Part of President Donald J. Trump’s strategy to “Make America Great Again” includes dramatic cuts in the size, scope, and power of the federal government, and to do that, he’s prepared to take a buzz saw to regulations.
In a meeting with business leaders in the White House on Monday, Trump’s first official full-day in office, the billionaire real estate mogul-turned politician said he thinks it is possible to cut three-quarters of all federal regulations, and “maybe more”—while still ensuring that Americans are safe and protected.
Seated with 10 executives from various industries and corporations, Trump was repeating a campaign pledge to roll back corporate mandates and rules that cost the economy trillions of dollars per year and an incalculable number of jobs and opportunities.
“We’re going to be cutting regulation massively,” Trump told reporters, while pledging to be “just as protective of the people.” Included in the meeting with CEOs were Elon Musk, head of Tesla Motors, and Kevin Plank, chief of Under Armor. (RELATED: Stay current with all of the Trump administration’s latest executive actions at Whitehouse.news)
Democrats and the angry Left they represent have been irrationally opposed to any of Trump’s plans to roll back the massive number of regulations on the books—so many and so complex that corporations have to hire teams of lawyers and experts to decipher them and ensure that their companies are not running afoul of some federal agency.
In a wide-ranging statement issued on Monday, the president also repeated a campaign promise to cut taxes on businesses by reducing corporate rates from some of the highest in the industrialized world—35 percent—to a more competitive 15-20 percent. He also said he wants to reward companies that make their products in the United States and impose a border levy on products that U.S. companies manufacture abroad.
As he said on the campaign trail, Trump reiterated his intention to push for U.S.-based manufacturing while renegotiating trade deals like the North American Free Trade Agreement (NAFTA), while adding that he is not against “free trade.” Also on Monday, Trump signed an executive action pulling the U.S. out of the Trans-Pacific Partnership, a multi-national trade agreement he heavily criticized as more of the same kind of globalism that has disadvantaged U.S. companies and off-shored American jobs.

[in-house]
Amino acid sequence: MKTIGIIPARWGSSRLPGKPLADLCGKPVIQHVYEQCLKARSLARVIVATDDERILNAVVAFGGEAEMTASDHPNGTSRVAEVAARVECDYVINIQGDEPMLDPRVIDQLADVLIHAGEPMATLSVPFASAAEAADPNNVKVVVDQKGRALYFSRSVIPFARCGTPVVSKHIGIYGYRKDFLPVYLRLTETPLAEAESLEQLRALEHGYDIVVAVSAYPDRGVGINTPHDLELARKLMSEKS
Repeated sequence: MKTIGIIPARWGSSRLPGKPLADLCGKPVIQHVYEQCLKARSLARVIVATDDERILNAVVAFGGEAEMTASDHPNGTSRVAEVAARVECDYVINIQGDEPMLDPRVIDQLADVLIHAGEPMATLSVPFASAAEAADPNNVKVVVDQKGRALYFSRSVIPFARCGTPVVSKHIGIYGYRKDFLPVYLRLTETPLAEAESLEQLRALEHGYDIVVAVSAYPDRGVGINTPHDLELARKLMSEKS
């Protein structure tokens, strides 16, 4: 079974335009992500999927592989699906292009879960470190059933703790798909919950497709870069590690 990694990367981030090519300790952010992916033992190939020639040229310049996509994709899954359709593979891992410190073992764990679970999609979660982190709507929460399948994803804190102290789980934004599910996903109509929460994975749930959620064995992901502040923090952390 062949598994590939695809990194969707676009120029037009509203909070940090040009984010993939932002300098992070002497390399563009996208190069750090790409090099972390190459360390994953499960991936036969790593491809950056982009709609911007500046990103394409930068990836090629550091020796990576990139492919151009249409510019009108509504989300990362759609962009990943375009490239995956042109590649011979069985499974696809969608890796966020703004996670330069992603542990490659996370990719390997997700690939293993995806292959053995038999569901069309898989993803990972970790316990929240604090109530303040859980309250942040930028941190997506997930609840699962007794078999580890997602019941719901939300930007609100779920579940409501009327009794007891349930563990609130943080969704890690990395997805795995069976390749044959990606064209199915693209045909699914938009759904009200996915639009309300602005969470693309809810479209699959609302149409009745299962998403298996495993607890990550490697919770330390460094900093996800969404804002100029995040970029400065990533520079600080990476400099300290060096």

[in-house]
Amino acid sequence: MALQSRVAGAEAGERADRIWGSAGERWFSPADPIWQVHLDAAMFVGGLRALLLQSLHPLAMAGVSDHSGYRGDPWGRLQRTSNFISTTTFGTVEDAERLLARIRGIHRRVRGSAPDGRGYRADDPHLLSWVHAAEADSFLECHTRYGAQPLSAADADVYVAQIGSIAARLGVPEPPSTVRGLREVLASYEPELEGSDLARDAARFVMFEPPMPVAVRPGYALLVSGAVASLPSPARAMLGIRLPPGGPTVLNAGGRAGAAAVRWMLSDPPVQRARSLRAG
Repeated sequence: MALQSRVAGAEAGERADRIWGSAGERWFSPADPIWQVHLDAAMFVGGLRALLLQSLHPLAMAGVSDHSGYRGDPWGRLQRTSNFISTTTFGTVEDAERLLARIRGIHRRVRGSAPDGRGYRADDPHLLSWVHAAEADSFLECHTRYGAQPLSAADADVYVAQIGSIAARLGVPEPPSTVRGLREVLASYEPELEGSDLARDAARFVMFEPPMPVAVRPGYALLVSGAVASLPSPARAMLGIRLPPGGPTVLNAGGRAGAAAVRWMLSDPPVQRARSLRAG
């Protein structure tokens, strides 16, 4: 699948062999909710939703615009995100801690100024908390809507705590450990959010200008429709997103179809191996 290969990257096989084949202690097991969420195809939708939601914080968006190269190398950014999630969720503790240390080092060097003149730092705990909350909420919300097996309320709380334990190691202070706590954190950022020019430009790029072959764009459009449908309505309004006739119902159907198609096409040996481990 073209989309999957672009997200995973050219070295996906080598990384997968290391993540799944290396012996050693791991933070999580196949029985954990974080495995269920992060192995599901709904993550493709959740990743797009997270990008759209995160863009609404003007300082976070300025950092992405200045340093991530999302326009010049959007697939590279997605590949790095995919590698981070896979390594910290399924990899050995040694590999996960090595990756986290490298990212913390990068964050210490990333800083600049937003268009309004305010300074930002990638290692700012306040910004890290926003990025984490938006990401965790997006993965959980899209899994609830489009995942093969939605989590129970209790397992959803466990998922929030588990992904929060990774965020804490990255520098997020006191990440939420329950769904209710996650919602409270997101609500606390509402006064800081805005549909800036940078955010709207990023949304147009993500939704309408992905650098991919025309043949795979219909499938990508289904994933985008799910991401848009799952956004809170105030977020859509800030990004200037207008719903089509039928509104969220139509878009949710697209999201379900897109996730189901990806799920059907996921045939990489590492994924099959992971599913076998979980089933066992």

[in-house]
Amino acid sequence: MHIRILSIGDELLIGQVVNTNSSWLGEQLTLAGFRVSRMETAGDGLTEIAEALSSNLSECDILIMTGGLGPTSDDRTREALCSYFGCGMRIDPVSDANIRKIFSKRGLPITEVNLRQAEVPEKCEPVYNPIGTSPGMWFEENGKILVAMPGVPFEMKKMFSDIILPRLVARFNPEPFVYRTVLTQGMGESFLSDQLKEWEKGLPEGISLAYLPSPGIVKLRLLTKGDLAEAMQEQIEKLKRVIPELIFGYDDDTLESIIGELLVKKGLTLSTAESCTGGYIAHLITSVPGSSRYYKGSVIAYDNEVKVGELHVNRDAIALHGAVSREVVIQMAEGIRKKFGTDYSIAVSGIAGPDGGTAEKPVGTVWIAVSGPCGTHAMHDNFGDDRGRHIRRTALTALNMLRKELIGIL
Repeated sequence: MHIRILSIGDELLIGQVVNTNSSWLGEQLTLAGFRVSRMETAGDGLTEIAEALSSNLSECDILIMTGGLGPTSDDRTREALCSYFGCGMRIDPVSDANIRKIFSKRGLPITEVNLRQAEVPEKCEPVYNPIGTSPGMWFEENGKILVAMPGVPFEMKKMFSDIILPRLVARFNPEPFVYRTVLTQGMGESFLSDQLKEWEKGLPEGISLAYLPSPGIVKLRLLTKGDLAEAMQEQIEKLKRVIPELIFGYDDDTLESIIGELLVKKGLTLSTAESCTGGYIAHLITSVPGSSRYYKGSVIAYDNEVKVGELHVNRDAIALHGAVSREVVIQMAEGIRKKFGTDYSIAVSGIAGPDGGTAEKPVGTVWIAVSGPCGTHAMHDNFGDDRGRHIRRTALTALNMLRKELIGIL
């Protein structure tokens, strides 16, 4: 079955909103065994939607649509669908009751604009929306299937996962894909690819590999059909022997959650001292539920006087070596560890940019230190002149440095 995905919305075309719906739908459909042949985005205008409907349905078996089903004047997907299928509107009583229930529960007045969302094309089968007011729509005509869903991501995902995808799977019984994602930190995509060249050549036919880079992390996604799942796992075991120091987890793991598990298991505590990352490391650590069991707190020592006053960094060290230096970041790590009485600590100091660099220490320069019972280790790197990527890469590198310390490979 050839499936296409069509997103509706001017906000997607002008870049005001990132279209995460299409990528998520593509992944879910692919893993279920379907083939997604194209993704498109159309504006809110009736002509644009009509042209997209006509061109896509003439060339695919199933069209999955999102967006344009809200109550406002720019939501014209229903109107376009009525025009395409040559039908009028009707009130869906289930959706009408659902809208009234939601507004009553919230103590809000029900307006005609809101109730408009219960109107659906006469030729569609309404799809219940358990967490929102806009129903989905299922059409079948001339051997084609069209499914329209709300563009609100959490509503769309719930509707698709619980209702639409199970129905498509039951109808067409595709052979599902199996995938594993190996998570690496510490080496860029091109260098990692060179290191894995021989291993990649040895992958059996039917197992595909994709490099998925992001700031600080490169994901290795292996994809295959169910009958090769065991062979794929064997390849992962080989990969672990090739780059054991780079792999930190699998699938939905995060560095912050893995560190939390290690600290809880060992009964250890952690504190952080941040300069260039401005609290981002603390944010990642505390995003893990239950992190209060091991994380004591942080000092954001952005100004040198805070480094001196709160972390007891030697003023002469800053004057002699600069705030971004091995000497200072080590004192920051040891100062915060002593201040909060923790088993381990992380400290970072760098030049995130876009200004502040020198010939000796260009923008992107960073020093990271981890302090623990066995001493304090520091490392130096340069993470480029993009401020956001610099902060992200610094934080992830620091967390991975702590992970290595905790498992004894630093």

“What we want to do is bring manufacturing back to our country,” said Trump. “That doesn’t mean we don’t trade because we do trade. We want to make our products here.”
Following the meeting, Dow Chemical CEO Andrew Liveris told reporters that the executives will return in 30 days with suggestions about how to boost American manufacturing. But so far, Trump’s already scored some wins for Americans hoping to keep their jobs. As reported by CNBC:
Trump’s administration has already negotiated a deal with United Technologies for its Carrier unit to keep some jobs in Indiana rather than move them to Mexico, in exchange for $7 million in incentives over several years. Still, the company plans to shut down another Indiana facility and move hundreds of jobs to Mexico.
As reported by BigGovernment.news following the Nov. 8 elections, Americans voted for Trump’s agenda to roll back government and bolster American jobs and manufacturing.
“Americans rejected Obamacare. They rejected Left-wing radicalism in the federal courts. They rejected higher costs for business. They rejected job-killing regulations that targeted entire industries. They rejected the one-size-fits-all approach of an overreaching federal bureaucracy,” the site reported. (RELATED: The Trump administration is putting liberty back in style, as noted at Freedom.news)
It’s obvious the companies that have decided to keep jobs and operations in the U.S. that they had previously planned to move off-shore believe that Trump, a billionaire businessman himself, and the GOP-controlled Congress will deliver on the kinds of regulatory relief most of them have long sought.
What’s also obvious is that a majority of Americans in a majority of states also believe that Trump was the best candidate—and Republicans the best party—to provide them with better opportunities in the years ahead.